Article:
Background. The influence of elevated fear-avoidance beliefs on change in functional status is unclear. Objective. The purpose of this study was to determine the influence of fear-avoidance on recovery of functional status during rehabilitation for people with shoulder impairments. Design. A retrospective longitudinal cohort study was conducted. Methods. Data were collected from 3,362 people with musculoskeletal conditions of the shoulder receiving rehabilitation. At intake and discharge, upper-extremity function was measured using the shoulder Computerized Adaptive Test. Pain intensity was measured using an 11-point numerical rating scale. Completion rate at discharge was 57% for function and 47% for pain intensity. A single-item screen was used to classify patients into groups with low versus elevated fear-avoidance beliefs at intake. A general linear model (GLM) was used to describe how change in function is affected by fear avoidance in 8 disease categories. This study also accounted for within-clinic correlation and controlled for other important predictors of functional change in functional status, including various demographic and health-related variables. The parameters of the GLM and their standard errors were estimated with the weighted generalized estimating equations method. Results. Functional change was predicted by the interaction between fear and disease categories. On further examination of 8 disease categories using GLM adjusted for other confounders, improvement in function was greater for the low fear group than for the elevated fear group among people with muscle, tendon, and soft tissue disorders (Δ=1.37, P<.01) and those with osteopathies, chondropathies, and acquired musculoskeletal deformities (Δ = 5.52, P<.02). These differences were below the minimal detectable change. Limitations. Information was not available on whether therapists used information on level of fear to implement treatment plans. Conclusions. The influence of fear-avoidance beliefs on change in functional status varies among specific shoulder impairments.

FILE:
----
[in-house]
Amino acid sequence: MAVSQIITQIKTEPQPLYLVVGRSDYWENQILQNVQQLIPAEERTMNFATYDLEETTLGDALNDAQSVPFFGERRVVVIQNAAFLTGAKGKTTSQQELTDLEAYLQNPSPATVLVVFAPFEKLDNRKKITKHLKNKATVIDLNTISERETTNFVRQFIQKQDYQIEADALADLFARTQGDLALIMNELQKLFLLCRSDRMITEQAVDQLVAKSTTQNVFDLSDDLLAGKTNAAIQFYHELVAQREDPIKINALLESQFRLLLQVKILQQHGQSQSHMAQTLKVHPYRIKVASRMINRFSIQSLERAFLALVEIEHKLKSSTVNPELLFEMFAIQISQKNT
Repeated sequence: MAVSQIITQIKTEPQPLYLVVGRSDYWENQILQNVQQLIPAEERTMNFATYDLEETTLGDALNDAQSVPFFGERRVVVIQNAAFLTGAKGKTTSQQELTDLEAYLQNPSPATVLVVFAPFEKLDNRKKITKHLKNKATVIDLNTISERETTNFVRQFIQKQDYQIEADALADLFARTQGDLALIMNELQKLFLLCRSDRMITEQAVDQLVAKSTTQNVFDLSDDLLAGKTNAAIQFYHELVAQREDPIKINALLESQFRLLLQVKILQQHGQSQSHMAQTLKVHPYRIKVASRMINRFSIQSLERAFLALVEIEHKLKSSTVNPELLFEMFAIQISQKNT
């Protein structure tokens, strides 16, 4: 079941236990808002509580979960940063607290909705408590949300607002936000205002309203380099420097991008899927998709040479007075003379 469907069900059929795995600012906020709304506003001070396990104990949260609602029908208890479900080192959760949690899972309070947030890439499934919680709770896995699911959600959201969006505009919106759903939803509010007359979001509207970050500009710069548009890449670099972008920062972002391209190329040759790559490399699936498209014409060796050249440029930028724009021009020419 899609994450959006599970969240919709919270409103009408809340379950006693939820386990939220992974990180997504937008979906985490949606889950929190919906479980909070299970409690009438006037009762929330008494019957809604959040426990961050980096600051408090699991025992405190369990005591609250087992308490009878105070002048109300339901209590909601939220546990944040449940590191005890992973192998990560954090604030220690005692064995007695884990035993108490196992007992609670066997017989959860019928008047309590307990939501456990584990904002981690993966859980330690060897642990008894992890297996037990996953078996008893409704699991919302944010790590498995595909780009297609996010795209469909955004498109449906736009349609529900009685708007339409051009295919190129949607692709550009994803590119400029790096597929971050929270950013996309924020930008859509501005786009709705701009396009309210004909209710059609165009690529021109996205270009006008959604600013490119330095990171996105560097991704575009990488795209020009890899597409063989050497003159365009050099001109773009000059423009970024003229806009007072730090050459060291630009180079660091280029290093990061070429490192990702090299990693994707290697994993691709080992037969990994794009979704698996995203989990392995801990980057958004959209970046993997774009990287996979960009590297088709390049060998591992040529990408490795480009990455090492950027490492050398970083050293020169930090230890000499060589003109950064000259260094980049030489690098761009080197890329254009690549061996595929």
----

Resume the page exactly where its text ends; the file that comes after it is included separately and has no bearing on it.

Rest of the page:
ASJC Scopus subject areas
- Physical Therapy, Sports Therapy and Rehabilitation